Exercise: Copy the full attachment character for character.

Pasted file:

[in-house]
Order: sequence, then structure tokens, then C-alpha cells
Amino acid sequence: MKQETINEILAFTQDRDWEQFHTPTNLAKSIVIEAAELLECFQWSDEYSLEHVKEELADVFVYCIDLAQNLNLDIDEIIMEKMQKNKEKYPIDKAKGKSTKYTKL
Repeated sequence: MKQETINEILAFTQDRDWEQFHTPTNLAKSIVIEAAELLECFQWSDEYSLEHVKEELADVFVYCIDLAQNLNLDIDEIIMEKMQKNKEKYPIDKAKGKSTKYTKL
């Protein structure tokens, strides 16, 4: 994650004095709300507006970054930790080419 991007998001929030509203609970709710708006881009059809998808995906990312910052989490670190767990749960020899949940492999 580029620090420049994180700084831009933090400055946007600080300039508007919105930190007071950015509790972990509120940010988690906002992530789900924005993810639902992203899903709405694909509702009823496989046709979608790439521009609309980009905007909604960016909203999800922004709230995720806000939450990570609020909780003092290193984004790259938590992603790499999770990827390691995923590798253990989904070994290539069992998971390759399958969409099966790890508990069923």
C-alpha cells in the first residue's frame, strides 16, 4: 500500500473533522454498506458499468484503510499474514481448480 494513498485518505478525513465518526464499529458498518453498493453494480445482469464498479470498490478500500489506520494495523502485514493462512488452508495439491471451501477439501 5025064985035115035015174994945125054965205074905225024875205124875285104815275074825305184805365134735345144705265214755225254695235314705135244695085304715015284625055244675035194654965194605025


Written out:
[in-house]
Order: sequence, then structure tokens, then C-alpha cells
Amino acid sequence: MKQETINEILAFTQDRDWEQFHTPTNLAKSIVIEAAELLECFQWSDEYSLEHVKEELADVFVYCIDLAQNLNLDIDEIIMEKMQKNKEKYPIDKAKGKSTKYTKL
Repeated sequence: MKQETINEILAFTQDRDWEQFHTPTNLAKSIVIEAAELLECFQWSDEYSLEHVKEELADVFVYCIDLAQNLNLDIDEIIMEKMQKNKEKYPIDKAKGKSTKYTKL
């Protein structure tokens, strides 16, 4: 994650004095709300507006970054930790080419 991007998001929030509203609970709710708006881009059809998808995906990312910052989490670190767990749960020899949940492999 580029620090420049994180700084831009933090400055946007600080300039508007919105930190007071950015509790972990509120940010988690906002992530789900924005993810639902992203899903709405694909509702009823496989046709979608790439521009609309980009905007909604960016909203999800922004709230995720806000939450990570609020909780003092290193984004790259938590992603790499999770990827390691995923590798253990989904070994290539069992998971390759399958969409099966790890508990069923």
C-alpha cells in the first residue's frame, strides 16, 4: 500500500473533522454498506458499468484503510499474514481448480 494513498485518505478525513465518526464499529458498518453498493453494480445482469464498479470498490478500500489506520494495523502485514493462512488452508495439491471451501477439501 5025064985035115035015174994945125054965205074905225024875205124875285104815275074825305184805365134735345144705265214755225254695235314705135244695085304715015284625055244675035194654965194605025